The domestic mobile virtual network operator space has seen its ranks swell as a slightly delayed launch finally took shape and an unexpected retail chain has quietly jumped into the fray.
Having had its scheduled launch delayed last week due to a hack attack on its website, Voyager Mobile finally got off the ground with the unveiling of its prepaid model. The service, which runs over Sprint Nextel’s CDMA and Clearwire’s WiMAX networks, offers consumers unlimited voice and messaging for $19 per month (America Lite) or unlimited voice, messaging and data for $30 per month (America Unlimited).
While the service offering is nationwide, Voyager said it was currently limiting sales to Alabama, Delaware, Georgia, Illinois, Iowa, Kentucky, Maryland, Massachusetts, Minnesota, Mississippi, New Hampshire, New Jersey, North Carolina, Ohio, Oregon, Rhode Island, South Carolina, South Dakota, Tennessee, Virginia, Washington and West Virginia.
Voyager Mobile’s current device lineup is smartphone heavy, with a smattering of Android-powered devices from Samsung, LG and Motorola; a Windows Phone-powered device from HTC; a pair of messaging devices from LG and Kyocera; and a flip-phone from Samsung. The devices are not subsidized. Most devices show a shipping time frame of three to five weeks.
The company does not mention any limitations on data services in its terms of service, beyond the usual stipulations that any misuse of the offering could result in cancellation of service.
One expected unique aspect of the offering is expected to be the Voyager Rewards program that will award “points” for usage that can be redeemed for airline miles, gift cards, or phone upgrades, or used to pay for monthly service. The offering is currently unavailable, with the Voyager website noting only that the feature is “coming soon.”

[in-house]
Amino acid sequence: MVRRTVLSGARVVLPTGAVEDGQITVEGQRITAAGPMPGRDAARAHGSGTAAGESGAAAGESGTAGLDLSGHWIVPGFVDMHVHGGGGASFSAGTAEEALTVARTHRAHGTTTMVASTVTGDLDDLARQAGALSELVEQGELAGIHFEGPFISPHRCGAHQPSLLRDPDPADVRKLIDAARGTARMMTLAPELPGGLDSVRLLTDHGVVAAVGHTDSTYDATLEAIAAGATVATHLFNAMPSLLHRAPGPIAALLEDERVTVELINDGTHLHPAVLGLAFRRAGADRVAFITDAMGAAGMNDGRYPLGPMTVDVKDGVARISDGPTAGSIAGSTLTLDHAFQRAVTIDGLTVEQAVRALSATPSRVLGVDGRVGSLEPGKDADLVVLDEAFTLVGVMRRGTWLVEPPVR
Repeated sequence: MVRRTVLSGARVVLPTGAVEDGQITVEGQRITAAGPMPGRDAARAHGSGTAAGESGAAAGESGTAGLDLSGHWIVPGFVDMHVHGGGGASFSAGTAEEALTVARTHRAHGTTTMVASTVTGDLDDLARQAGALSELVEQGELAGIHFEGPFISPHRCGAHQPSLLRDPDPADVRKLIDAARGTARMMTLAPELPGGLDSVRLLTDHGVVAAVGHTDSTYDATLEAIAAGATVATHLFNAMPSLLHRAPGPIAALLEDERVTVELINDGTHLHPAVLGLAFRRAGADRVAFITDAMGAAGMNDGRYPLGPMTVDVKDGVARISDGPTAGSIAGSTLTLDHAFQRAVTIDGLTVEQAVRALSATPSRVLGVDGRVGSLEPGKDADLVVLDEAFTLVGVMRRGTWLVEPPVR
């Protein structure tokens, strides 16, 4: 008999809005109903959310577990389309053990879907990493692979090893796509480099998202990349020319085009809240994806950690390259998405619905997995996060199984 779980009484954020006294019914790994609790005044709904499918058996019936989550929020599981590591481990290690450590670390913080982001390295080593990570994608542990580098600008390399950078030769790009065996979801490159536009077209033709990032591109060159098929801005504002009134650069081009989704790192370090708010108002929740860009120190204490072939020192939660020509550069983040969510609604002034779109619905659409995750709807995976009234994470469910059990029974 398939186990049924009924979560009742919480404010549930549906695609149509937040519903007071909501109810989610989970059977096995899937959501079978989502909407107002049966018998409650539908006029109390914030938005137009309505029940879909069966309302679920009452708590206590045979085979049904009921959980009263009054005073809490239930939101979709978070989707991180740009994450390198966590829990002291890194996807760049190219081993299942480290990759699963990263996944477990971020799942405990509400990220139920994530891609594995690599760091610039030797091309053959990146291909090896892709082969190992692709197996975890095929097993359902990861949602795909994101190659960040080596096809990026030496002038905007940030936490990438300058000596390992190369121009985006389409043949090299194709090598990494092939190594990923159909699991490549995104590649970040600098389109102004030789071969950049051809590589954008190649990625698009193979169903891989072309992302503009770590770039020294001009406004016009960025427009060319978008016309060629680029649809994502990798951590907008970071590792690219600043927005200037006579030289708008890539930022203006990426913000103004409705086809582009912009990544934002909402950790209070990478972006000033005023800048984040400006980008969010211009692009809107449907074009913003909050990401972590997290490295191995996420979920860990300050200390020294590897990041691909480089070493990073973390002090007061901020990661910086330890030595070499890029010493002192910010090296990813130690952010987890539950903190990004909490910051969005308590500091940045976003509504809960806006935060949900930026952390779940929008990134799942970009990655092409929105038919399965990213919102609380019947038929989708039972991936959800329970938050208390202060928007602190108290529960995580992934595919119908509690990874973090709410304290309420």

Another interesting new entrant into the space is video game retailer GameStop, which reportedly has begun selling SIM cards compatible with AT&T Mobility’s network. The company’s website dedicated to the service has an ominous “Not Found” tag at the top, which could mean the offering was launched before the company was ready to announce the service.
Sprint Nextel’s Virgin Mobile USA subsidiary also mixed up its offering today, unveiling an unlimited voice, messaging and 50 megabytes of data service through its PayLo sub-brand for $40 per month. The offering is currently limited to PayLo’s feature and messaging phones.
The PayLo service was launched in mid-2010, focused specifically on voice services as an adjunct to Virgin Mobile USA’s focus on the messaging and data space. The offering was eventually folded into the Virgin Mobile USA sphere and is now marketed as a sub-brand.
History repeating itself?
The domestic MVNO space has been a roller coaster ride for participants. The market was originally an offshoot of the reseller space that included such names as MCI and Tracfone Wireless that purchased wireless minutes from a variety of wireless operators that were then sold to consumers. However, big brands began to infiltrate the space about a decade ago with more cohesive offerings that partnered with a specific wireless operator and looked to tap a brand’s cache with consumers to gain market share. Early entrants during this phase included ESPN and Disney.
However, these players seemed to quickly realize the difficulty in trying to compete with established wireless operators and soon left the market.
Tracfone, which is one of the longest tenured players in the reseller/MVNO space and has the backing of Latin America’s telecom giant America Movil, recently bolstered its domestic operations by acquiring T-Mobile USA network partner Simple Mobile. The move adds to Tracfone’s arsenal of prepaid services that include its own branded service, the Net10 offering and its Straight Talk service.
Bottom Line: The lure of mobile continues to intice participants with ideas of untapped potential. With established players seeing their postpaid markets virtually tapped out in terms of growth, the prepaid market has become the battle ground. While it’s encouraging to see new names pop up, some with unique propositions that could be a draw from select consumer groups, don’t expect the established operators that still own the networks to take the moves lying down.
Bored? Why not follow me on Twitter?